Moreover, the Choice Act provision would harm “securities law whistleblower programs, which may offer rare access to information about difficult to detect fraudulent schemes.”

In short, the Choice Act’s whistleblower constraints would throw sand in the gears of a successful law enforcement program, and it would do so for the purpose of preventing a harm—rewarding culpable whistleblowers—that has already been more effectively addressed by the SEC’s current whistleblower rules. The SEC’s rule is modeled on “the original Federal whistleblower statute—the False Claims Act—[which] was premised on the notion that one effective way to bring about justice is to use a rogue to catch a rogue.” Consequently, the SEC adopted a rule that reflects the “basic law enforcement principle that it is difficult for law enforcement authorities to detect and prosecute sophisticated fraud schemes without insider information and assistance from participants in the scheme or their coconspirators.”

While not an SEC example, perhaps the preeminent poster child for a law enforcement approach that embraces whistleblower tips is Brad Birkenfeld, an American who worked for UBS, a Swiss bank, who disclosed that the bank enabled billions of dollars in tax evasion. On the basis of his whistleblowing, the US Justice Department reached an agreement with UBS where UBS paid a fine of $780 million. Birkenfeld got a healthy cut of that fine: $104 million. Birkenfeld was prosecuted and served time in prison for his own individual role in abetting tax evasion, but this didn’t disqualify him from receiving a whistleblower award through the Internal Revenue Service’s whistleblower program.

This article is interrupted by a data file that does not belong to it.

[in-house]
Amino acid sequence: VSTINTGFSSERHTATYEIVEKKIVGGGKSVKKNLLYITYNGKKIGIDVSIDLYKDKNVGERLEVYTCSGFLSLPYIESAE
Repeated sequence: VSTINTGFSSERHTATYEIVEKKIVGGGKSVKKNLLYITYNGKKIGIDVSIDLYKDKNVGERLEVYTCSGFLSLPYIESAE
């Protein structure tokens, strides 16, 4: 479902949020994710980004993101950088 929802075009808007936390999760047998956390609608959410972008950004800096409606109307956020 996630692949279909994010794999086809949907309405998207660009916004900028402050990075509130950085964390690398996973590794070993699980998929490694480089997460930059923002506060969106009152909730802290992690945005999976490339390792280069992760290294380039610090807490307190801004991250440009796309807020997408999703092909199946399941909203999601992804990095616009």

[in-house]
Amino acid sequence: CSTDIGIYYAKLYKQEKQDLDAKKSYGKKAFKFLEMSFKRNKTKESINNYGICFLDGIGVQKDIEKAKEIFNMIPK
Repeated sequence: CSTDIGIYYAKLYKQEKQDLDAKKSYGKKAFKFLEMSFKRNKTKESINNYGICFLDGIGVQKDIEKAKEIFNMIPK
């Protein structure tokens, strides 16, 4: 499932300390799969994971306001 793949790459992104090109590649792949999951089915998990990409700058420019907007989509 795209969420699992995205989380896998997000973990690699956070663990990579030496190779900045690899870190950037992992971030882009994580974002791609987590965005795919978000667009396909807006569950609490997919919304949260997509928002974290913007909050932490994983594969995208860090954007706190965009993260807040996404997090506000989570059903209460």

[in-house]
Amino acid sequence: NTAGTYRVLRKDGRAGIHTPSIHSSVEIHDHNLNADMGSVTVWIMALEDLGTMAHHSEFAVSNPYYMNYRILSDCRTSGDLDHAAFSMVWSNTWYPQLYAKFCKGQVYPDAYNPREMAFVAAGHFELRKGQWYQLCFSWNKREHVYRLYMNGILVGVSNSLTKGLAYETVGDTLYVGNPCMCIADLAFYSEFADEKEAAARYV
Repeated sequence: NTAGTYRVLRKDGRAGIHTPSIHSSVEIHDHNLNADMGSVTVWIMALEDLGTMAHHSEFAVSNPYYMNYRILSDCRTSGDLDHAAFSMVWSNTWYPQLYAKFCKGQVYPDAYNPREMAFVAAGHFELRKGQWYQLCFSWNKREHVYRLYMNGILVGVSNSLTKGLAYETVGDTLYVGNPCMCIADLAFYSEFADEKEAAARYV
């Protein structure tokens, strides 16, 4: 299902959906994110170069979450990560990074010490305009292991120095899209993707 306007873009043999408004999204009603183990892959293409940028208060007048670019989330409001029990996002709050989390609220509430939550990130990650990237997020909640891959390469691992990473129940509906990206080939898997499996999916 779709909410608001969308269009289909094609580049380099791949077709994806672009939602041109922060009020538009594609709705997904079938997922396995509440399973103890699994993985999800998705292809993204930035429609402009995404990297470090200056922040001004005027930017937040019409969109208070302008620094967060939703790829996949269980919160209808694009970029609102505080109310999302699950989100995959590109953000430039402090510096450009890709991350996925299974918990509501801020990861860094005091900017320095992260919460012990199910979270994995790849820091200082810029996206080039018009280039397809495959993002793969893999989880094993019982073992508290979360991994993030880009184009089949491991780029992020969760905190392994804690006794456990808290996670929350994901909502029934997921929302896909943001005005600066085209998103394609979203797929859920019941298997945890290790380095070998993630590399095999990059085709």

In contrast to the Choice Act’s whistleblower provision, the SEC rule defines “culpable” whistleblowers in a clear, practical manner that distinguishes truly culpable whistleblowers—those who directed, planned or initiated, illegal conduct—from those ordered to take actions as part of their employment. The SEC whistleblower rule excludes from incentive awards “any monetary sanctions that the whistleblower is ordered to pay, or that are ordered against any entity whose liability is based substantially on conduct that the whistleblower directed, planned, or initiated.” This standard does not appear to have resulted in any actual, or even alleged, abuses or inappropriate incentive awards. In at least one case, the SEC reduced a whistleblower’s award because the agency determined the whistleblower was somewhat culpable. This shows the rule is working and balances the need to attract insiders who have knowledge of wrongdoing with preventing the primary wrongdoers from benefitting. Rather than providing a corrective to any perceived flaws in the SEC standard, the Choice Act whistleblower amendment appears designed to resurrect approaches previously considered and rejected based on a careful analysis by the SEC in formulating its rules for the program.

In sum, the Choice Act addresses a problem that has already been better handled by existing laws and rules. Moreover, it undermines the effectiveness of the SEC’s whistleblower program. The Choice Act would toss aside the careful balancing act in the SEC’s rule, instead creating barriers that are likely to deter legitimate, worthy whistleblowers from coming forward with high-value information. With the current SEC rule, the SEC’s whistleblower program has a record of providing real and substantial benefits to the public through enhanced securities law enforcement and recovery of investor funds. But that pro-investor, pro-taxpayer track record is likely to end if the current version of the Choice Act becomes law. The Congress should reject the whistleblower provisions of the Choice Act.